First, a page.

New Statin Guidelines Stir Controversy

This article appeared in and was written by Stacy Burling. You can see more of at

Medical guidelines are meant to unify doctors and standardize care for patients around treatments supported by the best available science.

But the latest guidelines on the use of statins, a class of drugs used to reduce cholesterol, are already generating significant pushback from doctors. The controversy is likely to confuse patients.

The new rules released this week by the American Heart Association and the American College of Cardiology would expand the number of people getting statins to prevent heart disease, heart attacks, or stroke while eliminating specific numeric goals for LDL, or bad cholesterol.

Some critics say the new guidelines will have too many patients taking drugs while others worry that young people at high risk of heart disease are left out.

There’s concern that easy access to pills will further work against efforts to get patients to live healthier lifestyles.

“I already think there are way more people on statins than are getting any benefit,” said Rita Redberg, a cardiologist at University of California San Francisco Medical Center and editor of JAMA Internal Medicine. “These guidelines are exacerbating that.”

While some agree there’s not enough evidence to support specific LDL targets, others say that patients become more invested in care if they have a specific goal. The guidelines also mean there will be little reason to take a second or third cholesterol-lowering drug.

The National Lipid Association announced that it could not support the new guidelines, in part because of the LDL change. Previous guidelines called for patients to reach LDL goals of 70, 100, or 130, depending on their risk. “We question the need to remove such important and well-known clinical performance metrics that have been so widely endorsed by the clinical community,” the group said.

Matthew Ito, an Oregon State University pharmacist who leads the organization, said the new guidelines are a “huge paradigm shift.” They are based only on top-quality clinical trials (which, critics point out, were industry-funded.) Ito said that “other levels of clinical evidence” clearly support the idea that lower levels of cholesterol are better.

Mariell Jessup, a University of Pennsylvania cardiologist who is president of the American Heart Association, said the new guidelines assess individual patients’ risk. “I think it’s getting back to focusing on patients rather than a blood test or a biomarker,” she said.

There was previous concern, she added, that people who were not really at high risk for strokes or heart attacks were on statins just because they had high LDL. Most statins are now low-priced generics. She said it’s not clear whether the new rules will lead to more statin use. “I don’t think it’s easy to estimate who will be on them and who will not,” she said.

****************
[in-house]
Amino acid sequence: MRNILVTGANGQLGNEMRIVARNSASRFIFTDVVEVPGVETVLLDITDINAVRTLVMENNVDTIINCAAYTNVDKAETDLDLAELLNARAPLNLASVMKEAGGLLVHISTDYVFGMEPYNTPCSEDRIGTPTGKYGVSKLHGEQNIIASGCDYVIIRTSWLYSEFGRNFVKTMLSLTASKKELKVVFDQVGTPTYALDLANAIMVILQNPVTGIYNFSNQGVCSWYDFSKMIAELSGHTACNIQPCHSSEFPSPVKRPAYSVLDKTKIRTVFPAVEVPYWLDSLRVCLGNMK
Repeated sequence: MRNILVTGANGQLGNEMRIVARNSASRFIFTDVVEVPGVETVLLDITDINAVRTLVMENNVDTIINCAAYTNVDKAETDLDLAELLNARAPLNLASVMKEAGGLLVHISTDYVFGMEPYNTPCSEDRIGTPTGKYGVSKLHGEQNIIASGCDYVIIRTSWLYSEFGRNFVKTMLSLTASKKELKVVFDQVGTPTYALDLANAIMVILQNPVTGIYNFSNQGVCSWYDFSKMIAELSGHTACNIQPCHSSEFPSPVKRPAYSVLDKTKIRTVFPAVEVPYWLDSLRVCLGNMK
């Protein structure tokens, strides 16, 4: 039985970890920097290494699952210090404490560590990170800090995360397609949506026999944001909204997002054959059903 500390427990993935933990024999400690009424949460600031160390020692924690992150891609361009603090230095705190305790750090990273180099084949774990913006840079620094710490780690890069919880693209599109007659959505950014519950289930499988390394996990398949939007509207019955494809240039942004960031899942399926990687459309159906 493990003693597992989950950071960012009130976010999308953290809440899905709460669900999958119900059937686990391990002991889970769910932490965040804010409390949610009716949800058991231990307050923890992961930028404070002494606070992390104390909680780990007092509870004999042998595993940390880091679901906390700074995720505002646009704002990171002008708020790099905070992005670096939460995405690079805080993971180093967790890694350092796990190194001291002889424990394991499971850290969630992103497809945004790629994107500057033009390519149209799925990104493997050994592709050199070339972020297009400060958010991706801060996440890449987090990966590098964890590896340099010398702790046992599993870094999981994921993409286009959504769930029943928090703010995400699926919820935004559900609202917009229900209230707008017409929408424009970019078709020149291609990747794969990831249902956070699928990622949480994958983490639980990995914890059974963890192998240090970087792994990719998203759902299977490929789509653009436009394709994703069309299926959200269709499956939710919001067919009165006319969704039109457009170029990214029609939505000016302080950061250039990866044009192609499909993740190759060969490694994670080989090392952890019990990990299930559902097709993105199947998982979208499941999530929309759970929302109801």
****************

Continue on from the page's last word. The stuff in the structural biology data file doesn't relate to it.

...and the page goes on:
Statins clearly lower cholesterol, she said, but they may also combat heart disease by reducing inflammation and healing blood vessels.

The new guidelines call for patients in any of four categories to take statins: people with a history of heart attack, stroke, angina, or peripheral artery disease; people 21 and older with LDL cholesterol at 190 or higher; people with diabetes who are 40 to 75 years old; and people 40 to 75 who do not have heart disease but have a risk of 7.5 percent or higher of having a heart attack or stroke within 10 years.

Daniel Edmundowicz, chief of cardiology at Temple University Hospital, said the changes will require a lot of education for doctors and patients. “The change in the message, though, is so great . . . that you always run the risk that the wrong message is going to be given,” he said.

He is among those worried that patients at high risk for heart disease, perhaps because of a family history, will no longer be considered statin candidates. He said there will be a greater need to establish the presence of heart disease in such patients with CT scans or ultrasounds.

He also said the LDL goals were valuable motivators for patients.

Beatrice Golomb, a professor of medicine at the University of California San Diego who studies statins, said evidence supports using them in “middle-aged men that have clear clinical heart disease.” She said there is not strong evidence for using statins in women and elderly people.

David Fischman, a cardiologist at Thomas Jefferson University Hospital, questions whether it’s a good idea to give diabetics with a low LDL the drugs while not giving them to people with a family history.

He thinks patients can adjust to the idea that the goal is to reduce their cholesterol, not bring it to a certain level. After all, doctors are the ones who tell patients what the goals are.

The guidelines call for higher doses that could increase side effects, said David Becker, a cardiologist with Chestnut Hill Temple Cardiology. He thinks the guidelines tell at-risk patients that the answer is to take a drug. He prefers telling them that they should first work hard on lifestyle changes: stop smoking, lose weight, and exercise more.

John Abramson, a Massachusetts health policy expert, agrees with Becker that the new guidelines will distract people from changing the way they live, which causes 80 percent of heart disease risk. “It’s just craziness,” he said. “We ought to be focusing on how to help people successfully alter their lifestyles.”